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With 'After Life,' Ricky Gervais Brings Bitterness Again but Includes Some Possible Sweetness This Time
March 8, 2019  | By David Hinckley  | 1 comment
 

Ricky Gervais has had a remarkably consistent modus operandi throughout his successful comedic career.

Whether he’s starring in a sitcom or hosting an awards show, he says things that he knows are obnoxious, then figuratively looks you in the eye and says, “You have to admit it was funny. It was also probably true. Get over it.”

He doubles down on that character in After Life, a six-episode British series that becomes available Friday on Netflix.

Gervais plays Tony, the features writer of a small-town newspaper. That alone would be the punchline in most sitcoms, but it’s mostly setup here.

The real plot is that his wife died and left him with a dog and a malaise that’s partly bitterness and partly a total lack of direction, incentive, motivation or interest.

Okay, not your conventional comedy setup. But classic Gervais.

Gervais’ characters being what they are, Tony opts for bitterness. Since he has convinced himself he doesn’t care about anything, whether it’s other people’s opinions of him or waking up tomorrow morning, he begins saying what he thinks.

As various comedies and dramas have noted in the past, that’s a nuclear option. Even if you’re a nice person, being completely honest compels you to say some rather unpleasant things and Tony at this point is not behaving like a nice person at all.

When his milquetoast boss Matt (Tom Basden) asks him to please do his job and be pleasant to the eager newly-hired writer Sandy (Mandeep Dhillon), Tony declines. He then explains he can do that because Matt is too much of a nice guy to fire him, which just shows you that being a nice guy gets you nowhere, so you might as well not bother.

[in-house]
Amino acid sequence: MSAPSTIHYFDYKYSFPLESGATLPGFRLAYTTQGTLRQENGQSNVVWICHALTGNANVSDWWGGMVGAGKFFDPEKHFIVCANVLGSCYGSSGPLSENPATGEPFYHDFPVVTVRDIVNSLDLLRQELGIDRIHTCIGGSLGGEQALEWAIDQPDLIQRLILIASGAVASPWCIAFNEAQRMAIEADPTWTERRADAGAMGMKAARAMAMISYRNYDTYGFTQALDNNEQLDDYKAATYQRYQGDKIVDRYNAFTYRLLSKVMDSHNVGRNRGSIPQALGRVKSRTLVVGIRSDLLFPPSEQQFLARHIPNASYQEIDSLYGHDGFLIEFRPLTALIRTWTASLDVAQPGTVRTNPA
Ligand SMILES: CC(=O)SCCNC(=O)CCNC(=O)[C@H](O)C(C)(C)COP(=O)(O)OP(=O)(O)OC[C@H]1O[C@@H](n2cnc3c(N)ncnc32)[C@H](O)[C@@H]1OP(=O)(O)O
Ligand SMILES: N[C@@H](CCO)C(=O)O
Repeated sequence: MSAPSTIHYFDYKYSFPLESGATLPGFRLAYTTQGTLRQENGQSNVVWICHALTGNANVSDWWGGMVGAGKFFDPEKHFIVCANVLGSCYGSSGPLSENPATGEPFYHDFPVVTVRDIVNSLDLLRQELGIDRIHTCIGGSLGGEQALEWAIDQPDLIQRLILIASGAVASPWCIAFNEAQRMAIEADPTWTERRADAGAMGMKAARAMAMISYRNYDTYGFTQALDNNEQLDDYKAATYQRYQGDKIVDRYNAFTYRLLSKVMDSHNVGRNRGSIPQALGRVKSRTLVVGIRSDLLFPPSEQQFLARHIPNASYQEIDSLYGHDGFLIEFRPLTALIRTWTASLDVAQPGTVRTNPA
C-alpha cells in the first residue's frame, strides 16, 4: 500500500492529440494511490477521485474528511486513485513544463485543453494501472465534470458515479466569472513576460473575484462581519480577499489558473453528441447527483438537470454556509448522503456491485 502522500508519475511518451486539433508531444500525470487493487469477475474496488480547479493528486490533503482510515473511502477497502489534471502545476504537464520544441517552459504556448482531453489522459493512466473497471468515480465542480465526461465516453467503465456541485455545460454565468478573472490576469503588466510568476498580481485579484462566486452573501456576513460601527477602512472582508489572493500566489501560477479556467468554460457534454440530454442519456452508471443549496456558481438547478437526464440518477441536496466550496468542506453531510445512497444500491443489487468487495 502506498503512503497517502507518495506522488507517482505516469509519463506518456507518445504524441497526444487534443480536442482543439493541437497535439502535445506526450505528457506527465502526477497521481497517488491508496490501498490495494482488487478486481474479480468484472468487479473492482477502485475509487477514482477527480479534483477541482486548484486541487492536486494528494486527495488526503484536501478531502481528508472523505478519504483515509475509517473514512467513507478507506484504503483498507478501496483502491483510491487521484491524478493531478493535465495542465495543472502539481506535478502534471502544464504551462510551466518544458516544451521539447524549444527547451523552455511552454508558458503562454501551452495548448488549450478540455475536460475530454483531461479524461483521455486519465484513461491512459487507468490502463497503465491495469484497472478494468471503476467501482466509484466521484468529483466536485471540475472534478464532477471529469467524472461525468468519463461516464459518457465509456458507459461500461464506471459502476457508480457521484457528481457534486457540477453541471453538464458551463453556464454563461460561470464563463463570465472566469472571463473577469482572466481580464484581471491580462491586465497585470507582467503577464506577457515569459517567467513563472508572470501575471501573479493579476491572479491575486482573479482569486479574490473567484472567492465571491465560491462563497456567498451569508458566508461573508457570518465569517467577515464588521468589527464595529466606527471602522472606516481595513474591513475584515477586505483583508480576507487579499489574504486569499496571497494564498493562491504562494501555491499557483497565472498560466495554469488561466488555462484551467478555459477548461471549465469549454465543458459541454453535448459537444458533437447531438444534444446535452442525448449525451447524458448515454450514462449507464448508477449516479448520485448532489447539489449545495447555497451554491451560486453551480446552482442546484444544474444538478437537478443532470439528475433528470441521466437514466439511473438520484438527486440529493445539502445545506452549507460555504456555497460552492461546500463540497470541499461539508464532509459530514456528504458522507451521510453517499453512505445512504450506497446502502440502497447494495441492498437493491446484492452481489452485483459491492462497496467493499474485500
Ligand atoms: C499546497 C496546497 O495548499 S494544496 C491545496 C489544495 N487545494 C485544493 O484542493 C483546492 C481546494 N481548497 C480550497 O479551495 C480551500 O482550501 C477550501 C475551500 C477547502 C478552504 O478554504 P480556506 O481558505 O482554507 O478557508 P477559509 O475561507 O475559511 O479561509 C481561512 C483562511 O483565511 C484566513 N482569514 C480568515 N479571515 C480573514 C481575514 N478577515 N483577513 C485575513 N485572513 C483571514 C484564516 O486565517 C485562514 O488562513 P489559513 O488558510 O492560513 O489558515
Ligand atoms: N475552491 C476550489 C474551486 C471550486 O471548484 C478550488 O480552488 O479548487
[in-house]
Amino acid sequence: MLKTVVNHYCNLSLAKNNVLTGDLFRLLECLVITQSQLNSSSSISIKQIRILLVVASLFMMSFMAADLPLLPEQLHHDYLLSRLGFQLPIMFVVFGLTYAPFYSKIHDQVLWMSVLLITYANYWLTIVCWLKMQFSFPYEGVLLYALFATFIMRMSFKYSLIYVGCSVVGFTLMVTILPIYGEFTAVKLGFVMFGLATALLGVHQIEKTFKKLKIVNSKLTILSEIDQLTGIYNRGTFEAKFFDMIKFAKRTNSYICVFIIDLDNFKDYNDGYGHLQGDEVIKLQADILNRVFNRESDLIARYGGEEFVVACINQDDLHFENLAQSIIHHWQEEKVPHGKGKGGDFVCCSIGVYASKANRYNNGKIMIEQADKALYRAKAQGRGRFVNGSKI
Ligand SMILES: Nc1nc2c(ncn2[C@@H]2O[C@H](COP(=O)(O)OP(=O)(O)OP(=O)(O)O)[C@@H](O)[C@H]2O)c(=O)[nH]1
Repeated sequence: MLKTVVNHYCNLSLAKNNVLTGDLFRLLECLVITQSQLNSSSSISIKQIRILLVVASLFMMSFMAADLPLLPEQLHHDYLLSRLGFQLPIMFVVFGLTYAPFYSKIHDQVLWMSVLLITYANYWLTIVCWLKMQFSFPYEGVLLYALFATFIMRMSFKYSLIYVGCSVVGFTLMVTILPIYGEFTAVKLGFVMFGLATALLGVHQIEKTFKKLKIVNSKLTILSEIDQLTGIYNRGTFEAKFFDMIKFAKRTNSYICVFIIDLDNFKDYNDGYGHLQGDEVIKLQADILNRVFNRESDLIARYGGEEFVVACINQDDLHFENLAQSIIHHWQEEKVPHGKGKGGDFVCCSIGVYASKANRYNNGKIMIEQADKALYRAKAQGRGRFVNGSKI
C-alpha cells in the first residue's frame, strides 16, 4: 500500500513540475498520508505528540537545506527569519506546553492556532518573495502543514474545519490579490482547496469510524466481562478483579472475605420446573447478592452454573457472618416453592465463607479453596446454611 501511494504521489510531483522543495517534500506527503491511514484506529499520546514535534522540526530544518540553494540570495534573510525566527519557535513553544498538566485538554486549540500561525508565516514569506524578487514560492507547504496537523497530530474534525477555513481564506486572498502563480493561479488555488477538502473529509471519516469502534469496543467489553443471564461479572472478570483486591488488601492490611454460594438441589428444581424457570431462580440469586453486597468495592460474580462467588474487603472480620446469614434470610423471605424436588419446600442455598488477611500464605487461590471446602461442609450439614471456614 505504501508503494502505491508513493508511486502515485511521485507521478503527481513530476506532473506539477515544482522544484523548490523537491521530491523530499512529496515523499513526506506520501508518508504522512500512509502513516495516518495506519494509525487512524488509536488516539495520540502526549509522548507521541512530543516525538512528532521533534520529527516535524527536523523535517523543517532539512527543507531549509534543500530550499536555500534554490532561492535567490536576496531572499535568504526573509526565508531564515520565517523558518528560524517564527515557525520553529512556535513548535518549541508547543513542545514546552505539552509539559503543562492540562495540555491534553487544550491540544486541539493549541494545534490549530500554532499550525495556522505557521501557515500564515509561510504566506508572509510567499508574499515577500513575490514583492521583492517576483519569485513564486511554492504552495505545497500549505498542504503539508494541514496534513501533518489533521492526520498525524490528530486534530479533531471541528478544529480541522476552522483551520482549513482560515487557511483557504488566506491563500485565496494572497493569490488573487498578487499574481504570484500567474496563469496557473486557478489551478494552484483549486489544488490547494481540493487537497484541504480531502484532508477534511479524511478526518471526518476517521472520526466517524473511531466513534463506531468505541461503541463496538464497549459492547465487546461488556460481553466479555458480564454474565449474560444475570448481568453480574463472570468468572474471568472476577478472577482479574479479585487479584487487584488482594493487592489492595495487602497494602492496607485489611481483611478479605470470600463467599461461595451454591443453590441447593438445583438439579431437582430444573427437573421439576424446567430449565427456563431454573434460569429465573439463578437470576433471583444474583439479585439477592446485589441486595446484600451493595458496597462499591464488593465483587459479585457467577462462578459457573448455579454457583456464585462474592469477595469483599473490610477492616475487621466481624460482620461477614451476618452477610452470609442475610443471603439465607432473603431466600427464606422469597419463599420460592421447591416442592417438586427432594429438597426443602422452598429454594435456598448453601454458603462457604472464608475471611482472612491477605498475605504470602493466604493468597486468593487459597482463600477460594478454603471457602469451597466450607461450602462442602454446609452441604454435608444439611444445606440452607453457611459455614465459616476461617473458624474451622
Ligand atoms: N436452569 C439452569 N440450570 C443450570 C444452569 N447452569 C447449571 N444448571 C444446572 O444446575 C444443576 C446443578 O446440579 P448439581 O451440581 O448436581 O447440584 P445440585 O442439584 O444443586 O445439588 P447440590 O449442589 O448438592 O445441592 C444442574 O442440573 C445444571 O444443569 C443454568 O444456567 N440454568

It’s an amusing monologue, clever in a perverse way, and because pretty much all the other actors in After Life are skilled in comedy, Gervais is surrounded by talented straight men. And women.

That includes his late wife, who during the last days of her battle with cancer made a video designed to coach Tony through what she knew would be a tough struggle to cope with the basics of life.

She got that right, and while he watches the video nightly, he’s too depressed to act on most of its instructions. He doesn’t remember to shop for food, so he has no milk for cereal, and he ends up pouring the cereal into a glass of water. When he finds a can of Indian food for dinner, he opens the can and chugs it.

Tony doesn’t provide the only gags in After Life. The dullness of a small town figures prominently into his depressed story, as do his slow-moving fellow staffers at the newspaper.

In their defense, they don’t have a lot to cover in that small town. The first story on which we see Matt send Tony is to interview an elderly man who received the same Christmas card from five different people.

Stop the presses.

That interview, however, gives us a glimpse of the subtler theme in After Life, which is what it all means. Is Tony correct that, in the end, it means nothing? Or do all the little things that occupy the people around him, the things that he finds barely worthy of dismissive scorn, actually add up to an adventure worth enjoying?

Clue: The man with the five Christmas cards says he appreciates being interviewed because ever since his wife died, he has missed having someone with whom to share all those little pleasures.

So you get some idea where After Life could be going. The question is whether you want Ricky Gervais’ misanthropic Tony as your tour guide.

 
 
 
 
 
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1 Comments
 
 
David J. Clarke
I really don’t want him as the tour guide, at least not without Stephan Merchant. With each new work he seems to be creating prop characters that stand for a point of view or step to work out a platitude. All well and good to say life can still be worth living, or not, but I haven’t had a laugh, (even dark ones), since the ‘Extras Christmas Special.’ Gervais is brilliantly talented but the ‘comedy’ seems more like mini philosophical dialogues ever since he stopped working with Merchant. ‘Hello Ladies’ was underrated and didn’t get proper atttention because Merchant doesn’t have the incessant promotion motion machine of Gervais. I don’t believe anyone is a waste of space but much of what Gervais creates these days does feel banal and facile.
Mar 10, 2019   |  Reply
 
 
 
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